It’s one of the biggest hurdles for new entrepreneurs… Figuring out how much they should charge for their services! But once you set a rate, don’t assume this number is set in stone and never changes. It’s standard practice across all businesses to annually increase rates. But how do you know when it’s time to do so?
As your business grows, and you develop more expertise and clients, it’ll be important to periodically review your rates. If you’re unsure if you have a solid reason to raise your rates, keep reading to see if you fall into any of these categories below!
When it’s time to up those prices:
1. You’ve invested in training or education.
Let’s say you have invested in additional education to help you hone in your skill set, streamline your processes and refine your offers. This leads to proper positioning of your services in your market, while feeling confident about the value you bring to your clients. If you’ve checked all of the boxes in this section, then it’s time for you to raise your rates.
2. You’re charging significantly less than your competitors with the same expertise.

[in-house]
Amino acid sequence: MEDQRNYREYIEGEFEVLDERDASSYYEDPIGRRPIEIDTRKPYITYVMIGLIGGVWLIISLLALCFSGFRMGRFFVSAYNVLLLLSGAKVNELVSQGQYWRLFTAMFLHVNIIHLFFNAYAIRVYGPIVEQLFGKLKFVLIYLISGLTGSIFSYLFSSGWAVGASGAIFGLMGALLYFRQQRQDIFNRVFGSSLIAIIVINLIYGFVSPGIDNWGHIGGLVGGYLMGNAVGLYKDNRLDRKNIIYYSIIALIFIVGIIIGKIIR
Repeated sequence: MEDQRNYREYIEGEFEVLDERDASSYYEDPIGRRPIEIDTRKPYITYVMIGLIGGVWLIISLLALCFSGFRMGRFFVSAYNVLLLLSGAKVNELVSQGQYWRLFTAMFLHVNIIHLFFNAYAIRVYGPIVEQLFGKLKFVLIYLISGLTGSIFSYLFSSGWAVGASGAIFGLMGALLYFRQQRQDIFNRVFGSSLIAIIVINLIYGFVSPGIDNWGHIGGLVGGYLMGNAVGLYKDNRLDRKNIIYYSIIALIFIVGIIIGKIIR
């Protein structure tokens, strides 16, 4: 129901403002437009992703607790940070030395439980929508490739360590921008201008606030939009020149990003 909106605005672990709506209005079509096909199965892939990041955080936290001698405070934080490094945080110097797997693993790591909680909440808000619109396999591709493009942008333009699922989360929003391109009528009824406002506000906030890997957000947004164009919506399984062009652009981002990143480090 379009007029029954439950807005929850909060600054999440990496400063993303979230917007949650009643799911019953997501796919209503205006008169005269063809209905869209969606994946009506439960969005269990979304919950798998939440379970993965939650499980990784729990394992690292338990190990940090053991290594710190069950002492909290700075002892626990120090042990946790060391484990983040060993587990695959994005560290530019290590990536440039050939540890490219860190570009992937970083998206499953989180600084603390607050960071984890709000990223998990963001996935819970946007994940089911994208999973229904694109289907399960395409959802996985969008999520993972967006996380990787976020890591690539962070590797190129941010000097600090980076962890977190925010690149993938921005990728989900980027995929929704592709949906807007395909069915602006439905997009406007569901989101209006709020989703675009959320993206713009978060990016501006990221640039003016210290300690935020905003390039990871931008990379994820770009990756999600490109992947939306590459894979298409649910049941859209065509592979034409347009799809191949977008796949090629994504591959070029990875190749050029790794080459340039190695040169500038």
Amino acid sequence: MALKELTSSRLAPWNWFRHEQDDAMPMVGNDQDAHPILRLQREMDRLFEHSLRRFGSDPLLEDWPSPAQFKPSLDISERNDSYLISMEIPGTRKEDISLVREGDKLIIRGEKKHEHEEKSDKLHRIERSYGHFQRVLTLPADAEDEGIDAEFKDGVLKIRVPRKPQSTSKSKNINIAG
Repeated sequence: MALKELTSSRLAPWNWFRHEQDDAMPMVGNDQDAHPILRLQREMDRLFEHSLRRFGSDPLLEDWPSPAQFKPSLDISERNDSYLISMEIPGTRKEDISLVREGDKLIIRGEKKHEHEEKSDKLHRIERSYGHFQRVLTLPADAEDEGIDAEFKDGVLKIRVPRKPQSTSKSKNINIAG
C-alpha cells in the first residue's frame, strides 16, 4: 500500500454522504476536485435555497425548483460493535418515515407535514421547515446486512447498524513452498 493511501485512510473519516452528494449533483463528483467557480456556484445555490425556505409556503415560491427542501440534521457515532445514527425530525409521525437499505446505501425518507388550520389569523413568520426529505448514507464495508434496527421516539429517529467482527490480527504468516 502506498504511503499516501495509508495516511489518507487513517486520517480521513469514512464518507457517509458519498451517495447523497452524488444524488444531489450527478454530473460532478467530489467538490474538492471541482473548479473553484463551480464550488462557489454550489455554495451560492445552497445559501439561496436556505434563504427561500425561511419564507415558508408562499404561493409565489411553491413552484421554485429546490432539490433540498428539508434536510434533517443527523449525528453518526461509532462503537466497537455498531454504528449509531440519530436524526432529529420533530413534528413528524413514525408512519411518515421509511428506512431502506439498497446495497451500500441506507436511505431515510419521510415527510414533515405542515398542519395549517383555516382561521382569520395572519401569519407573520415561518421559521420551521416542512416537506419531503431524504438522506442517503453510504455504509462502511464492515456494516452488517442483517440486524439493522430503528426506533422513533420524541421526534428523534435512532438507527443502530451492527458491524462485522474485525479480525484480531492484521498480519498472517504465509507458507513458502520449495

Ask yourself: What do I do better than my competition? What is your unique value proposition? Explore how your business is different from your competition and use that as a basis for raising your rates. If you can prove the value and results you have delivered to past clients, then your services will sell themselves regardless of a price increase.
3. When you are spread too thin.
If you are working six to seven days a week from sunrise to sunset with no vacation time in sight, then you are simply working too much and run the risk of burning out. When you have more work than you can handle, it’ll be beneficial to raise your rates and hire an additional team member to outsource some of the work to.
4. When you are preparing your business to transition or grow.
If you are looking to scale your business with added value, this is a great opportunity to raise your rates. Your clients will see that they are getting something extra special with their investment and shouldn’t mind the price increase within reason.
5. When you work all the time and still never seem to have enough.
Do you feel like you are working all the time, yet barely have enough revenue to keep the lights on? Then it’s time to figure out where the discrepancy is between what you’re earning and what you need to live. Start with your nece